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I've never seen it not flipped. It's hard to imagine how that would work. Both sides of the bread need to come in contact with the pan in order to cook/toast/griddle properly.

My mother grilled one side of the toast, flipped it, and then added the egg. You want it runny so it soaks into the bread when you eat it. The boys now call it Grandma's toast.

Since I'm originally from NE, I learned it as "toad in a hole". Scouts in Texas call it one eyed jack.

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My dad grew up durring the depression, and when I was young he called them vulcanized eggs, and explained that the bread was so you could cook it on your car's engine block without it running off.

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A former co-worker of mine who had an aversion to both runny eggs and the cook at our employer's cafeteria/kitchen called it: "Salmonella Surprise".

*grin*


"You can't taste the beauty and energy of the Earth in a Twinkie." - Astrid Alauda

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Food Lovers' Guide to Santa Fe, Albuquerque & Taos: OMG I wrote a book. Woo!

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This came up the other day when I cooked breakfast for my wife.

I made the dish where you cut the center out of a slice of bread and fry the bread with an egg in the hole that was cut out at the same time.  My wife had never seen or heard of this.  She grew up in SC and OH.

My Mom, who grew up in the South, never really made this, but I saw it in the mess halls as an army brat kid called Sunrise Breakfast since it was always sunny side up eggs.

Do you know this dish?  What did you call it and where did you grow up?

"Toad in a hole"! It's gotta be flipped for a quick cook on the other side or...yucky raw egg white!


Black-eyed peas and golden hush-puppies slathered with butter....

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Egg in a Basket (PNW/CA)

We would call it Egg with a Hat often though because of the cute cut-out circular "hat" we put on top of it.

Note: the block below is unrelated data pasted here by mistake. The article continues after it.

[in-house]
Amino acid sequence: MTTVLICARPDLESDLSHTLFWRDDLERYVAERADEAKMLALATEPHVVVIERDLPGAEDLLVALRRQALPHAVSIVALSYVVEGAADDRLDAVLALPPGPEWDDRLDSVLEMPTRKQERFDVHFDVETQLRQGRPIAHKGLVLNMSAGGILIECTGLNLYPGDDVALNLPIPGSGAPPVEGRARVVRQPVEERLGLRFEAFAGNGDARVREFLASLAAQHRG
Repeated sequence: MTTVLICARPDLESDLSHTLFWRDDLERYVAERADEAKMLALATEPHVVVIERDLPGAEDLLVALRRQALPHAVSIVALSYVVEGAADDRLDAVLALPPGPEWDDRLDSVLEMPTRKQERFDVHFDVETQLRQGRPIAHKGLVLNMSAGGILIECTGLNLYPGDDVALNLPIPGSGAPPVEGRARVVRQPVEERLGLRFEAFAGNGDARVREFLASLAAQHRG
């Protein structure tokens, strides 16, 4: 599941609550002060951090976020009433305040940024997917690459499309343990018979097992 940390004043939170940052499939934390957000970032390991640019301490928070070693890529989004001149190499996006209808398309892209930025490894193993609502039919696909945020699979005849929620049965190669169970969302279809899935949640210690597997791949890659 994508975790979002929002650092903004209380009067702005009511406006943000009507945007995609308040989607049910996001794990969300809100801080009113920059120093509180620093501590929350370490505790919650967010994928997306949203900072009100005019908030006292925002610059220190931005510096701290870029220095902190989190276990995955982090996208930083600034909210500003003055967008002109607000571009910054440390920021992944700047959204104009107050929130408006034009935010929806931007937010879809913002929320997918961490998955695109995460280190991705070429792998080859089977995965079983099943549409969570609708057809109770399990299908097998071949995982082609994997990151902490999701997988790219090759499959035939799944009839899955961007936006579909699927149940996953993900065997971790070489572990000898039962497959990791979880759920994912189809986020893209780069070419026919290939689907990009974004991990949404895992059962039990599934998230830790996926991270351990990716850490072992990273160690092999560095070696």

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"Sesame Egg" is what we called it. I grew up in Newton, MA, just west of Boston. No idea where the name came from. I'll have to ask my mother.

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We always called it a firehouse egg.

Allan

Growing up, it was called a gashouse egg at our house. Seems similar to firehouse egg.

Wife did a Google on it and came up with a little credibility (not that any other names aren't credible, except maybe that toad one).

Recent Saveur article: http://www.saveur.com/article/Recipes/Gashouse-Eggs

Explanation of name: http://www.of2minds.org/spice/archives/000306.html


Edited by DTBarton (log)

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Another vote for Eggs in a Frame. Grew up in Idaho, but like Snowangel, I learned this one in the Betty Crocker children's cookbook. My kids love it, especially with the heart cookie cutter. We're flippers, without a doubt.

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I first saw this in 1989 in a long gone restaurant in Camden, Maine (Mamma and Leenie's) where it was called "egg in a frame". They used thick sliced "texas toast" bread and cooked it in bacon fat easy over with the cut out round grilled alongside and served on top of the egg. The family that ran the place was from California.